f a i t h * i n * f i c t i o n: You May Be Wondering: Three Real Answers to Hypothetical Questions

f a i t h * i n * f i c t i o n

Tuesday, February 24, 2004

You May Be Wondering: Three Real Answers to Hypothetical Questions

A few comments about yesterday’s post (the list of books that we would or would not have published had we the opportunity.) These are issues you’re probably wondering about though they come from no specific reader.

1. “Are you nuts? You wouldn’t publish Asher Lev or The Hobbit? Do you have any taste whatsoever?”

My saying we wouldn’t publish something shouldn’t in anyway be construed as a comment on a work’s quality or aesthetic merit, but rather it’s place in our business plan. No matter how much we love the book, My Name Is Asher Lev just doesn’t fit in a CBA publisher’s list. You may think that’s unfortunate or dumb or worse, but that’s the true nature of this business. Thank God that there are ABA publishers ready to snatch such works up.

2.“If you wouldn’t publish 80% of these books, why bother discussing them? Why not talk about books you would publish?”

Two reasons. First, I think these books have more to teach us about writing. I’d rather have us learn from them and use them as our inspiration. Second, I’m in a precarious position here in what I say about CBA novels. Will I go on record here trashing the books we publish? Not a good career move. Will I take a book from another CBA publisher and critique it? I can’t. It’s a conflict of interest.

3. “Cut to the chase. I want to be published. How can I get published?”

Easiest way with us: write a well-written CBA book. If your writing is exceptional and your story strong, I’ll take a look at it. If it’s something I like I’ll handle it myself. In the least, I’d pass it to my colleagues who handle the more traditional CBA fiction. Boom! You’re on your way.

But that’s not why you’re here. You’re here pretty much because you want to go outside the mainstream of CBA fiction. You want to push boundaries and/or do something that’s never been seen before. And that’s the stuff I’ve been charged with finding. (Literally, that’s my job.)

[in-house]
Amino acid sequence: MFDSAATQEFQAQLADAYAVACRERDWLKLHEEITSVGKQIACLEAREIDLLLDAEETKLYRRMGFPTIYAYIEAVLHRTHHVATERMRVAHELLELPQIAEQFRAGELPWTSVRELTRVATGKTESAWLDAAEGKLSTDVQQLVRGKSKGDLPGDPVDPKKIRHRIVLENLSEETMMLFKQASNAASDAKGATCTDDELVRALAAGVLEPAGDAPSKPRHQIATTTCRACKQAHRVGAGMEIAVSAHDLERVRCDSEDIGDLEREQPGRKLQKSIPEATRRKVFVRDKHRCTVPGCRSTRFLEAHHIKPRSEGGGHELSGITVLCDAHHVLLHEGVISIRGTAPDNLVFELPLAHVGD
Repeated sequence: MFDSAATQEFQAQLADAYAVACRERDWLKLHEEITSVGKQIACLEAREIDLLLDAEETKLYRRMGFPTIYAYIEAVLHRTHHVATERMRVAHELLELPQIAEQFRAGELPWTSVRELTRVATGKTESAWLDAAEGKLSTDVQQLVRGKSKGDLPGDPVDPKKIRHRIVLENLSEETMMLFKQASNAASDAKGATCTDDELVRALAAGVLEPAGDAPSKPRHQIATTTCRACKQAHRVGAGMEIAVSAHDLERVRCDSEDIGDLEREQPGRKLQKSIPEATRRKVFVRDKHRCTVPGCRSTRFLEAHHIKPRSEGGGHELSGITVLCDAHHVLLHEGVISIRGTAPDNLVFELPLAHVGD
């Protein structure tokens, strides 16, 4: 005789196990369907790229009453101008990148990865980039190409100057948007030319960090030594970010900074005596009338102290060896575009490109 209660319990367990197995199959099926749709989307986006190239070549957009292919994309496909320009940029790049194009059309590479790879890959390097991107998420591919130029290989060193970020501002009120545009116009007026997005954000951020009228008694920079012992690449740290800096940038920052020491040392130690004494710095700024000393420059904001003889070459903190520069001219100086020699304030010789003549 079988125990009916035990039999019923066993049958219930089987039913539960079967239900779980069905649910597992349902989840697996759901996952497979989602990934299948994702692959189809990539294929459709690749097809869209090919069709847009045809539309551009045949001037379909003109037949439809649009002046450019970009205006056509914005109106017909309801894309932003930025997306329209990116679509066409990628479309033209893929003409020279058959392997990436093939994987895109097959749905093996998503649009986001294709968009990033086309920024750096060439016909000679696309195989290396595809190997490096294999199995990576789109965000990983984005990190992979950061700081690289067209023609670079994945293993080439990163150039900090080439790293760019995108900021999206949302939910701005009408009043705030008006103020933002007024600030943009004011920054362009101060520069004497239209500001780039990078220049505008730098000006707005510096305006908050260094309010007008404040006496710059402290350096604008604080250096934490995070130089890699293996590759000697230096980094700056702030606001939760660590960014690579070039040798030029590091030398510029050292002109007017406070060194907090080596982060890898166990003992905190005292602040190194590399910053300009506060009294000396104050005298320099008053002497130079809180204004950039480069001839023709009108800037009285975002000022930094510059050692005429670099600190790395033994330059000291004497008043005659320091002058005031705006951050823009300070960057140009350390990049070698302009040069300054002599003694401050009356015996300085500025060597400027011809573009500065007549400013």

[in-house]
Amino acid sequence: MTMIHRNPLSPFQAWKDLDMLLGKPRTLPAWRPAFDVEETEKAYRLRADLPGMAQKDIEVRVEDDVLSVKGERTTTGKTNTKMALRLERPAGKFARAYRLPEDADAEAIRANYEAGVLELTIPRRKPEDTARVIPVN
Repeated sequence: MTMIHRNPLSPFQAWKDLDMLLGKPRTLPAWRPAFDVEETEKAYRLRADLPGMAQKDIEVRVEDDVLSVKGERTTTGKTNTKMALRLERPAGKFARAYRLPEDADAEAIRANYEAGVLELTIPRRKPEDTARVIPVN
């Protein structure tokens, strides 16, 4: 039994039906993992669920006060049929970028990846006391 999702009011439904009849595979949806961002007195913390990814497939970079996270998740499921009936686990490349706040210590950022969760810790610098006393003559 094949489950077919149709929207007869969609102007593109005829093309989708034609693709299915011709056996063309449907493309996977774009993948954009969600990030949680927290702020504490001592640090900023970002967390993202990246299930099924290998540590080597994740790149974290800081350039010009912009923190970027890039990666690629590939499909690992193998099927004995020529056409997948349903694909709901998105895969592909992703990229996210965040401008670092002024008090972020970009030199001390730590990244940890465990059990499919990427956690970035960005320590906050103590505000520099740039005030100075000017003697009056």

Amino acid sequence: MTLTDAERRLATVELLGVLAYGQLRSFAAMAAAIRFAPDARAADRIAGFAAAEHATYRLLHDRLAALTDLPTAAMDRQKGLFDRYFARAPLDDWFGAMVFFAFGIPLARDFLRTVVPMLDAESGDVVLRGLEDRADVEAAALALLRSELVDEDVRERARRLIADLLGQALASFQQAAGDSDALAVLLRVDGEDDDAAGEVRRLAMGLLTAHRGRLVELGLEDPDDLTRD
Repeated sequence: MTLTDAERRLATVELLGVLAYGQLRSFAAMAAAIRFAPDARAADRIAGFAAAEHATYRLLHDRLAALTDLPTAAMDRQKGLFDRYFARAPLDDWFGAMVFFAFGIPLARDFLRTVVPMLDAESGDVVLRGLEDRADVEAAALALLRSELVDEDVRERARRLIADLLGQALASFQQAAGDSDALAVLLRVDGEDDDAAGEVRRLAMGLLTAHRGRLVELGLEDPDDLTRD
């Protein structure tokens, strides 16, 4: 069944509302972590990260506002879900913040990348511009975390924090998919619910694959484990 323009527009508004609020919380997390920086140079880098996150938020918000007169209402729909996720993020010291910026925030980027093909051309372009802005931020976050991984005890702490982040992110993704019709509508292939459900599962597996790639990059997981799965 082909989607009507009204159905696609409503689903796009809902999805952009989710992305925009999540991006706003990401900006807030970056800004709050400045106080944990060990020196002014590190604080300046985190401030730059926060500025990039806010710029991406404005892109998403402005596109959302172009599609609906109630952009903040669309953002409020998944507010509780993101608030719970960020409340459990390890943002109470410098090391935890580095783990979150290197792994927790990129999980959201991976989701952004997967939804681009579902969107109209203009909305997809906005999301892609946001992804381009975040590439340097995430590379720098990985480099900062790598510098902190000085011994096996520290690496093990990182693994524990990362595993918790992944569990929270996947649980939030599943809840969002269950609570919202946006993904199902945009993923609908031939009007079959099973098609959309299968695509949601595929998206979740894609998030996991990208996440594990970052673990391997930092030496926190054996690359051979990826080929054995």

What makes it more than slightly frustrating (for you and I and itchy readers) is that envelopes expand slowly and boundaries are not expanded overnight. Whether you like it or not, you are in the unfortunate position of being a trailblazer. It’s hard work and may go unrewarded. Every time we can publish an A+ novel within the CBA industry, however, the work gets a little easier. And there are more people alongside of you now. But you’ve got to realize that the real successes may not be seen for another generation. This isn’t a game for instant gratification or expectations of fame. And I don’t think I really want to work with folks who are in it for that anyway.

The writers I want are men and women who have a story they believe in. And they write it. Don’t even think about CBA’s parameters during your first draft. Complete it; polish it, and show it to me. At that point, we’ll talk about its place in the publishing continuum. Are their sacrifices you’re willing to make if the content simply can’t be handled in the CBA market? Are you willing to take some heat for publishing something that may raise eyebrows? These are all questions for down the line.

Right now the book needs to be written. Focus on the story. Don’t get caught up in the arguments and the muckety-muck. Nothing gets published (ABA or CBA) without being finished. And, no offense, anyone can have an idea for a novel. You’re really showing us something when you finish that idea.

Writers write. That’s it. It’s a simple equation. So write.


Hey, I found my copy of Understanding Comics by Scott McCloud. (It was buried in the basement under some software I haven’t used in months. Can you believe I didn’t look there sooner.) I hope you give some thought to checking the book out. I’m a comics geek, so there’s more in the book for me than someone who only cares about fiction, but I think any artist will appreciate its dissection of the medium. Libraries or a weekend trip to Barnes and Noble are great for taking a peek at such things.

Anyway, that means we can get on with our discussion of the craft of writing tomorrow. See you then!